As you create increasingly complex style sheets, you’ll sometimes wonder why a particular element on a page looks the way it does. CSS’s inheritance feature, as discussed in Chapter 4, creates the possibility that any tag on a page is potentially affected by any of the tags that wrap around it. For example, the
<body> tag can pass properties on to a paragraph, and a paragraph may pass its own formatting instructions on to a link within the paragraph. In other words, that link can inherit CSS properties from both the
<body> and the
<p> tag—essentially creating a kind of Frankenstyle that combines parts of two different CSS rules.
Then there are times when styles collide—the same CSS property is defined in multiple rules, all applying to a particular element on the page (for example, a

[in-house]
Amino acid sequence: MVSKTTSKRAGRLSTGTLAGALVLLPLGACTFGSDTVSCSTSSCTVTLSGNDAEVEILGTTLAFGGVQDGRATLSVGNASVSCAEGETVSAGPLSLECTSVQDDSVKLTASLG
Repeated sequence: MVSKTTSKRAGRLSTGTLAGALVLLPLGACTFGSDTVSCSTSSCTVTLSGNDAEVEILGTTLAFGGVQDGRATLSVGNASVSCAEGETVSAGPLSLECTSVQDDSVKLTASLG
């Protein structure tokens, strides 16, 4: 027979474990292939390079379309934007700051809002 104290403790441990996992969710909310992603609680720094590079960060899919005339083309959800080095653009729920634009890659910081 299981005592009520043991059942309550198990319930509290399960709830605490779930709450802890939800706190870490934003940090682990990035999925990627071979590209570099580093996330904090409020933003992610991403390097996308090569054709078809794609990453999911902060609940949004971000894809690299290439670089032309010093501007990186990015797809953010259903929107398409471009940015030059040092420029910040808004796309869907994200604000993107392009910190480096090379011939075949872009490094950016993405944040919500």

<p> tag style in an external style sheet and another
<p> tag style in an internal style sheet). When that happens, you can see some pretty weird stuff, like text that appears bright blue, even though you specifically applied a class style with the text color set to red. Fortunately, there’s actually a system at work: a basic CSS mechanism known as the cascade, which governs how styles interact and which styles get precedence when there’s a conflict.
This chapter deals with issues that arise when you build complex style sheets that rely on inheritance and more sophisticated types of selectors like descendant selectors (Styling Tags Within Tags). The ...